The glue was Titebond original red cap. It was rather an old bottle. What I think may have happened is this: The plates come from their humidity controlled environment at the vendor. Arrive at my house in a downpour. Everything is like a swamp at the moment. I take them out to the shop. Humidity 99%. Shoot the edges exposing all that fresh dry wood to high humidity. Immediately absorbs moisture. Apply glue and the titebond just wicked and followed all that moisture into the wood. That is my current theory anyway since I've never had Titebond weep into surrounding wood like that... Will cut out the area and re-glue. Not really that big a deal just a puzzler.

Michael N.
12-12-2016, 09:47 PM
3 letters:HHG.

Beau Hannam Ukuleles
12-13-2016, 12:29 PM
the titebond just wicked and followed all that moisture into the wood. That is my current theory anyway since I've never had Titebond weep into surrounding wood like that...

I think not.

Titebond doesn't wick like that through cell walls (ie grain lines)- it's just the center of the spruce naturally discoloured a bit.

sequoia
12-13-2016, 05:42 PM
I think not.

Titebond doesn't wick like that through cell walls (ie grain lines)- it's just the center of the spruce naturally discoloured a bit.

OK. So I did some quick experiments today taking different small spruce cutoff pieces from completely different vendors and gluing them together under the same conditions (as in raining)/ Same glue. Result: None of the other spuces showed the discoloration line. So it is the wood and not the glue and not the humidity and not the joint. It is just super spongy stuff that absorbs and discolors between the grain lines. Too bad because the stuff looks great and would have sounded great. Oh well. Not gonna buy that stuff again. A pity. Onward! Into the fog!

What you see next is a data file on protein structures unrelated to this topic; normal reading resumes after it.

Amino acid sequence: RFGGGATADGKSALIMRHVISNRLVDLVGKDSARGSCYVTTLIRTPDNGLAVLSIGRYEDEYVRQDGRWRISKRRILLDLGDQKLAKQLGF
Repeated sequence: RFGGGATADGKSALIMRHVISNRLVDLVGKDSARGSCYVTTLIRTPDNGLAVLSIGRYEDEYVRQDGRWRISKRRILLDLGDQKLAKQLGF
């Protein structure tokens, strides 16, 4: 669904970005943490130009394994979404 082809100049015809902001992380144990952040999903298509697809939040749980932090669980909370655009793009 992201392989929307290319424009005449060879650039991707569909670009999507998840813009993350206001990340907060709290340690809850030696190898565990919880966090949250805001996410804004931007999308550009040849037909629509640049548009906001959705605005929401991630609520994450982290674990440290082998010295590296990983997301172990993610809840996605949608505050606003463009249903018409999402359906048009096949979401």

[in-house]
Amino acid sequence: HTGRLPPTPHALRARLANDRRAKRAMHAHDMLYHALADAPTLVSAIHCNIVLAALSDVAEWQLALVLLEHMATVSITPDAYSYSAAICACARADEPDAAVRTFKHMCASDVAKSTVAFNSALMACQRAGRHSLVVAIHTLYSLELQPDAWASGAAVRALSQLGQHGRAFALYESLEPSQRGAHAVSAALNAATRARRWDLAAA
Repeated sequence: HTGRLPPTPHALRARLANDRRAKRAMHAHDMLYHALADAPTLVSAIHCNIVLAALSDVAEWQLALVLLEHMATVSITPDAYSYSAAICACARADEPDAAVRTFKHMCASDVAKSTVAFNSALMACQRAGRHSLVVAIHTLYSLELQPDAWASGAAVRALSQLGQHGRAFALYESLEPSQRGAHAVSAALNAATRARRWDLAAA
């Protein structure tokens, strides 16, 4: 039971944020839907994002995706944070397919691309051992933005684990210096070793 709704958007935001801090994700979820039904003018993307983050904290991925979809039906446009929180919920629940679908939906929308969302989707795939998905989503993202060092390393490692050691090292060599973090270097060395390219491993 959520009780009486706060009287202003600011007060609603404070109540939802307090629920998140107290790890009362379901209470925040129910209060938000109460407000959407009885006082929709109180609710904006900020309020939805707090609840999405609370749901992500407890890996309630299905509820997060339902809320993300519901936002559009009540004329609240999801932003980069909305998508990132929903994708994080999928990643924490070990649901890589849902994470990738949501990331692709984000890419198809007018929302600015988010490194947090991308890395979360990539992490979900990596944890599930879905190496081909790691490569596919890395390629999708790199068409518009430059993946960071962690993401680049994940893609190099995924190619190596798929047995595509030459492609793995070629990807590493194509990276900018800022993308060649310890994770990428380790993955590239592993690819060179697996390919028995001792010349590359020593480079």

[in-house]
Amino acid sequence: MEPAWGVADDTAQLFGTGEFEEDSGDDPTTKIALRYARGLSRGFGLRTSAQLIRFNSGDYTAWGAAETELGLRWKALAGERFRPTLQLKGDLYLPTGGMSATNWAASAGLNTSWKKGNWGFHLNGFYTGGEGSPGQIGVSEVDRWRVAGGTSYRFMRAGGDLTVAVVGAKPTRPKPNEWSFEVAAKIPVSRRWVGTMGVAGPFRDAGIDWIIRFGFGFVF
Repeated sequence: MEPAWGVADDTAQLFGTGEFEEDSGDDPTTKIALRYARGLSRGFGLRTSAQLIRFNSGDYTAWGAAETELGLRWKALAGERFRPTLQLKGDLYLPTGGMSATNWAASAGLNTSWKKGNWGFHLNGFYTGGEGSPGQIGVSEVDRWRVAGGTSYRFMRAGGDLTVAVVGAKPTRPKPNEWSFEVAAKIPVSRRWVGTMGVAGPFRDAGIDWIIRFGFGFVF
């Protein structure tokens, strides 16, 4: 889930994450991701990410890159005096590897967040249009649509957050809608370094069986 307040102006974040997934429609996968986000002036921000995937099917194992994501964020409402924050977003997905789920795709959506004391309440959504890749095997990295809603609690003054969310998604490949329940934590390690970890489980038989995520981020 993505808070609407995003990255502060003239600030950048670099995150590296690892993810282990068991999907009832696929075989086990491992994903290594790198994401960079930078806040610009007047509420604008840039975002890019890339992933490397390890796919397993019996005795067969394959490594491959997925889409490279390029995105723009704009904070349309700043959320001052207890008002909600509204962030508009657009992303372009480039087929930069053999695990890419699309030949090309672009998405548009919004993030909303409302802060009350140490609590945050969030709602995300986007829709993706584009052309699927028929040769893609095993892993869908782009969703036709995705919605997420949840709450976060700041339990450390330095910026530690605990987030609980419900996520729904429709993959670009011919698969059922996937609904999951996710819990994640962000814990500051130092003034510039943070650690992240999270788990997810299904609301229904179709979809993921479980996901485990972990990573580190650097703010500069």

Michael Smith
12-13-2016, 07:12 PM
I tend to think Alen's explanation was more likely than not. Can't you just run the tablesaw down the joint and redo.

sequoia
12-13-2016, 08:05 PM
I tend to think Alen's explanation was more likely than not. Can't you just run the tablesaw down the joint and redo.

Sure absolutely I could, but the same thing is going to happen again sure as shootin. Somebody once said that insanity is repeating over and over again the same thing and hoping for a different result. The problem here is the wood. Wood gonna wanna do what wood wanna do. The interesting thing is that this probably is the most perfect, most beautiful piece of spruce I have ever seen. Grain lines: absolutely perfect and parallel. Color: Perfect white cream. The problem is I think this is a piece of wood that looks incredible but that just doesn't function as a piece of wood that is going to make a good soundboard. No real loss. Spruce is cheap. Yeah but it would have looked great. As they say... Next!

Dan Gleibitz
12-13-2016, 08:52 PM
Your buyers must be more picky than me. That wouldn't bother me one bit, as long as the ukulele sounded good.

bluesuke
12-14-2016, 03:57 AM
I think not.

Titebond doesn't wick like that through cell walls (ie grain lines)- it's just the center of the spruce naturally discoloured a bit.

i would agree! Sets out of the same billet the grain will change through out the board